I talk to my friends about a little bit of everything. We discuss the shows our kids watch and the books they read. We talk about the pros and cons of our school choices. We consider the latest policies in our community and what they mean for our families. We swap ideas for what to grow in the garden and how we’re taking care of our health. We talk about what we’re learning from God’s Word and how it’s changing us. Every day—through Voxer, text, social media, and in person—we exchange information and ideas.
But that’s not all we do. We also speak from the heart and to the heart. We create feedback loops, in which a topic is bounced back and forth and each person adds, subtracts, persuades, responds, and bounces it back to the others. We don’t just swap information. We shape ideas.
While I’d like to think that my ideas are objective—a result of prayerful consideration of God’s Word and my circumstances—that’s not the whole story. I also reflect my childhood, life experiences, personality, the culture at large, and the micro culture I exist in—namely, my friend group. My friends influence how I define “normal” and “wise.” My friends’ ideas shape my life.
The Power of ‘Everyone’
Have you ever felt like everyone was marrying and having kids? Or that everyone was contacting their local representative, attending a school-board meeting, or speaking out against a particular issue? Maybe you’ve felt like everyone was starting a side hustle, buying a house, or following a particular influencer online. Is that true? Is it every person you know? Or is it just a handful of your friends?
The concept of “everyone” is powerful, especially when we’re looking to our closest circle of friends for feedback, insight, and camaraderie in every area of life. This isn’t just a sociological reality. It’s also shown in Scripture. In Galatians, Paul writes to a church embracing cultural norms contrary to the gospel. These norms implied that Christians ought to observe certain holy days, months, seasons, and years, and that Christians needed to be circumcised and follow the law in order to be justified before God (Gal. 3:1–3; 4:10). Paul insisted that Christ had set them free from those things (Gal. 4:31).
Bad doctrine can become a social norm.
It’s not hard to imagine friend groups within the Galatian church discussing the importance of observing these things and giving each other seemingly good reasons why Paul was wrong. As these ideas looped between friends, perhaps they gained steam and reinforced disobedience to Christ. Bad doctrine can become a social norm.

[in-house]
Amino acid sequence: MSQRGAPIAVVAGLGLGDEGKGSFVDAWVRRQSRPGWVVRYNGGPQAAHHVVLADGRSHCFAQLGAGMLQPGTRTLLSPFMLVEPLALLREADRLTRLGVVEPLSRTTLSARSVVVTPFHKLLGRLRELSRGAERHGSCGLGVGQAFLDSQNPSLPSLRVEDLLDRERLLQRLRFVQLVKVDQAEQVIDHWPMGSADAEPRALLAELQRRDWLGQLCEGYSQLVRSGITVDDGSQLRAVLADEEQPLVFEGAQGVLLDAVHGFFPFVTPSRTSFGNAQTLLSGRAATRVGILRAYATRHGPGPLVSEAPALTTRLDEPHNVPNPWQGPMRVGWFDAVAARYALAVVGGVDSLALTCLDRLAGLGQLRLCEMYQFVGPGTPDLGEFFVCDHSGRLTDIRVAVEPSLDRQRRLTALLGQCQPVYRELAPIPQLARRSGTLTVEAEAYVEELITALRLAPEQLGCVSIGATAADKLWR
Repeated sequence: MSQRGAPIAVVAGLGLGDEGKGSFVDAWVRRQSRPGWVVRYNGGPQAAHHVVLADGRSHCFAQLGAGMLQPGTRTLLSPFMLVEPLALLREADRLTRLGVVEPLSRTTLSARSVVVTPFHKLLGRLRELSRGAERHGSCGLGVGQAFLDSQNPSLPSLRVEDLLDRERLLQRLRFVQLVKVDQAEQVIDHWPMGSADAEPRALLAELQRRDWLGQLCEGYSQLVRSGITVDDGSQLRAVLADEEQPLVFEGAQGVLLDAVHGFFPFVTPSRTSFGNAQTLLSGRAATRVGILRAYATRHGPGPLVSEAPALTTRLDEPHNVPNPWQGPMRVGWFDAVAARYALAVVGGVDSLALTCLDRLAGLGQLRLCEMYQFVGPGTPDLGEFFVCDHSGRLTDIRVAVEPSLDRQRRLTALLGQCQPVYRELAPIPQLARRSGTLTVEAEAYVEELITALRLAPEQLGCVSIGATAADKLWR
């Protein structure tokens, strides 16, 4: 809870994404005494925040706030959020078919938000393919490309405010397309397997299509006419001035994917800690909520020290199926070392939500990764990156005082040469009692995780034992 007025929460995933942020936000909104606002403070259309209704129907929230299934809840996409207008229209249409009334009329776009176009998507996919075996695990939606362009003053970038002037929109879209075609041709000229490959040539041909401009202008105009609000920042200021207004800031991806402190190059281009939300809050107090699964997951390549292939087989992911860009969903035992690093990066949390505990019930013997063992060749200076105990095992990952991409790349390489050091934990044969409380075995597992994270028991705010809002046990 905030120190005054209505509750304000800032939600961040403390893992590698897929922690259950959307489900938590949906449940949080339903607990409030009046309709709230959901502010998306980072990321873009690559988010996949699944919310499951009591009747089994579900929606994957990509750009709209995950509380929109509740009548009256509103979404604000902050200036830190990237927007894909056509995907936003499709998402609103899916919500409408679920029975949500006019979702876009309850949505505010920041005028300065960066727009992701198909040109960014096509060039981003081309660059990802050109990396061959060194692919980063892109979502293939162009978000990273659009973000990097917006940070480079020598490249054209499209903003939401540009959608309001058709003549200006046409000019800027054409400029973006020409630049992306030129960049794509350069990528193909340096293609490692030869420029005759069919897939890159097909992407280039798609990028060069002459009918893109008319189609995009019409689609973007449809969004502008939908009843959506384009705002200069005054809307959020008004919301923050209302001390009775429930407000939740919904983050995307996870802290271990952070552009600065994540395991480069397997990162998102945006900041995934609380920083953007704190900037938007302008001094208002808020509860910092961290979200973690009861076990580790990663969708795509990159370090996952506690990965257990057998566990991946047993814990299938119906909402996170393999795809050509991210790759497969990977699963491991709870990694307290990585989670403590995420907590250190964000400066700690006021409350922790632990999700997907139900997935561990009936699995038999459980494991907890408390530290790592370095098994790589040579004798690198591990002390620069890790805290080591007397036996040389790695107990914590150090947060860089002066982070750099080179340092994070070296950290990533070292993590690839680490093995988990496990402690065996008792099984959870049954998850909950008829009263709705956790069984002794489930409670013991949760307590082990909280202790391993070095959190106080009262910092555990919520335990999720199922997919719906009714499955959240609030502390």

We Need Discernment
Paul’s response to the Galatians includes a question and an important acknowledgment: “You were running the race so well. Who hindered you from obeying this truth? This persuasion is not from him who calls you” (Gal. 5:7–8). Essentially, Paul prompts the readers of his letter to look around and ask: “Who am I hearing this from? Who is persuading me to believe this?” And it’s possible Galatian Christians noticed these anti-gospel ideas were either instigated by a friend or reinforced by one. Paul ends this section of his letter with a severe rebuke and a call for the Galatian Christians to break free from anti-gospel ideas and embrace the true freedom of the cross (Gal. 5:12–13).
In our friend groups today, there are many harmless norms and matters of conscience: the fact that we have three friends with the same sweater, who follow the same food blogs, or use the same exercise program is pretty benign. But what happens when those same friends encourage us to read books that preach a false gospel or follow influencers who put a spin on the truth? What happens when we face deep suffering or a hard life decision and they give us unbiblical advice?
In these cases and more, we need discernment. We can heed Paul’s warning and realize that even though we love our friends and we rarely share things with each other in a spirit of malice, friends can still do harm. Our friends can hinder us from obeying Christ, as we also can hinder them.
Without being overly suspicious, cynical, or contrarian, we can occasionally and reasonably step back and ask ourselves how our friends influence our decisions and our doctrine.
Who Is Persuading You?
We were created to exist in specific communities of friendship, so that we would spur one another on to love and good works (Heb. 10:24). We are meant to build each other up in Christ, counsel each other, and help each other apply biblical wisdom and walk in obedience (1 Thess. 5:11; Prov. 15:22). It’s a tremendous gift to have friends who love Jesus, walk in the Spirit, and examine life together, from decisions about church to discussions about aging parents. Praise the Lord for friends who allow us to be vulnerable, who get into the weeds with us, and who help us press on toward godliness.
We need to realize that even though we love our friends and rarely share things in a spirit of malice, friends can still do harm.
Instead of denying the power of friendship and its ability to shape our lives, we need to be aware of it. We can ask God to help us see where our friends are persuading us toward things and help us discern whether those things are truthful, wise, and right for our lives. Like middle-school taught us, don’t just do what your friends do or believe what they believe.
While none of our earthly friends will be perfect, we can have an eternal Friend who is. If we are a true follower and friend of Jesus, we can hear his voice, be persuaded in the truth, and know that even when we struggle to evaluate the helpfulness of our friends, there is grace (John 15:14–15; Gal. 5:8). Converse with the Lord. Share all the things. Let his voice ring loud and let his commands lead your steps. With the right friend at the helm of our hearts, we can live wisely in the midst of our friendships today.